The development of the collection had its beginning in early 2003 when Bruce Bolt, knowing that I was a member of the art department, asked me what I might know about the large fresco on a wall of a dining room in the Faculty Club which was not attractive because a glaze of green color had be painted over it. I told him that I had seen the fresco when a student in the late 1930s and that the original colors were brilliant. No one knew why or when the green glaze had been applied; a guess was that it presented male and female figures in the nude and this was found offensive by some club members. Bruce asked me to make tests to determine if the glaze could be removed. Tests showed the glaze to be in distempera and could be removed. I had had experience in restoration procedures and, with two assistants, I removed the glaze and restored the fresco to its original, 1930, glory. 

This led Bruce to approve my suggestion that a collection of works by artists who were confreres of the painter of the fresco, Roy Boynton, be installed in the same room. The room today houses works by Eugene Neuhaus, Worth Ryder, who joined the faculty in 1927, and was largely responsible for the appointment of the other members of the school: John Haley, Margaret Peterson, Erle Loran, Chiura Obata, James McCray, Mary Dumas, and myself. 

Karl Kasten 

Professor Emeritus 




Editors, Daily Planet: 

I just finished with page nine of the July 26-28 Daily Planet, devoted to commentaries on the library’s use of RFIDs. Pretty much a complete waste of paper. How about doing an accurate, unbiased, information story on RFID? Before the Aug. 1 forum would be good. 

I think the library may have been sold a bill of goods when they got into an RFID-based system; there are some serious questions as to whether the RFID technology offers any real advantages to a public library. However, all I see about it in the Planet is the usual Berkeley-esque politico-babble about something that is, at bottom, a technical issue. And what the writers say about the technology itself seems to be ill-informed and poorly understood.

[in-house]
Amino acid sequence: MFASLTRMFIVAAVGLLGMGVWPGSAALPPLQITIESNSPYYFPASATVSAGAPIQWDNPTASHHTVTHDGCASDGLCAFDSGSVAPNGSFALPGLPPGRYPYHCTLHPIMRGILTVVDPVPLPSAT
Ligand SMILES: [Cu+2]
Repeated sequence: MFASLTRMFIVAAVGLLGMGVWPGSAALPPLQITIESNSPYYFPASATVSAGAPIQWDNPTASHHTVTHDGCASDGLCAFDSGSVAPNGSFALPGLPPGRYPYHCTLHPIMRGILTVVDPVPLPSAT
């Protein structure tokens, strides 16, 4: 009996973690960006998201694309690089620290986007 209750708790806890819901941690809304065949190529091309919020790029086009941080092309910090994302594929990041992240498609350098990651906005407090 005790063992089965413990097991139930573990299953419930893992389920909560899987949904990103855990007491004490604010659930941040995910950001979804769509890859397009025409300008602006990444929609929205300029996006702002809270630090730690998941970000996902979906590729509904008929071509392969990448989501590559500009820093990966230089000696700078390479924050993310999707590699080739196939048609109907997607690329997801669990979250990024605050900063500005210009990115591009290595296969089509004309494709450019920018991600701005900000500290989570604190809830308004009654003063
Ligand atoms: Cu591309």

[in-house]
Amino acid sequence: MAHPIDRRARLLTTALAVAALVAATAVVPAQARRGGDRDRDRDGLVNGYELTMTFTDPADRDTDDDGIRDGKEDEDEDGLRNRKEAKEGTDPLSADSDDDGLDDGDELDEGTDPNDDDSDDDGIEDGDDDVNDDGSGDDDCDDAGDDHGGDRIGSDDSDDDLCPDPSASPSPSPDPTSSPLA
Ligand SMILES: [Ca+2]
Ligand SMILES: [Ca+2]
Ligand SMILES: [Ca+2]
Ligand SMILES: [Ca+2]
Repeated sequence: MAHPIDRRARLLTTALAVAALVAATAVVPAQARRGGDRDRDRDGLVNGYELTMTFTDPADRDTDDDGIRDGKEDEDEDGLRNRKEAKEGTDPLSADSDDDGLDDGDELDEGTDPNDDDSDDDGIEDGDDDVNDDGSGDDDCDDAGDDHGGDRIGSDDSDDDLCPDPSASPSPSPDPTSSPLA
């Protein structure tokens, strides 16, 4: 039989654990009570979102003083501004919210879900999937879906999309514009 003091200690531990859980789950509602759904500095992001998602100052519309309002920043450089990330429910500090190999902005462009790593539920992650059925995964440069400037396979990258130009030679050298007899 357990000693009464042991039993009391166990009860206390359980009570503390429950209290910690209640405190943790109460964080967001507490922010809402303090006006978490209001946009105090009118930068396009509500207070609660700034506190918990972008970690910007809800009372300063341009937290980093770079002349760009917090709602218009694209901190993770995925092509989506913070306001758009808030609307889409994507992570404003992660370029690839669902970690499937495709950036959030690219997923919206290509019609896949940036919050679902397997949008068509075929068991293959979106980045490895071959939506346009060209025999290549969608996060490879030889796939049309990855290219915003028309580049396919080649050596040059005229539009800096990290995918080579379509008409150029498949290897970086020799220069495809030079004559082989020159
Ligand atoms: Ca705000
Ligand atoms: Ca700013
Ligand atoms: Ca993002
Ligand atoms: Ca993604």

The library went and bought a high-tech solution to a low-tech problem, and at this point should be looking for a way to cut its losses. The concerned citizens deserve some solid facts—wrangling about hypothetical problems just makes everyone involved ineffectual. So how about some real information for a change, Daily Planet? From somebody with some actual knowledge who doesn’t have to rely on “studies” (unidentified) which are “emerging” (someplace). Maybe somebody who has actually done and published a study? and/or someone who has actually implemented an RFID system and used it?  

More light, less heat. Act like a real newspaper. Are you up to it? 

David Coolidge 




Editors, Daily Planet: 

Thanks to Matthew Artz for an excellent article. 

Well, what else is new? Zionist money subverts City Council...yawn. 

What would make a great story is how a Zionist comes to own the trademark rights to a Mexican-Californio legend, rights which make him no doubt extremely wealthy, and provide him with the base from which he can carry out successfully these threats to get people. 

How about asking John Gertz about this? 

Mark Richey 




Editors, Daily Planet: 

The point of Laura Menard’s July 26 letter, “Rose Colored Glasses,” was difficult for me to understand. She did make clear she is against, “thug life,” schools teaching about the Black Panthers and youth advocates speaking to high school students. 

She describes a youth advocate telling a “tale” of “utter nonsense,” in which black males experience discrimination and where something called three-strikes results in life imprisonment. She does not mention Proposition 21 and how that affects youth, or that black youth have a better chance of winding up in prison than in college.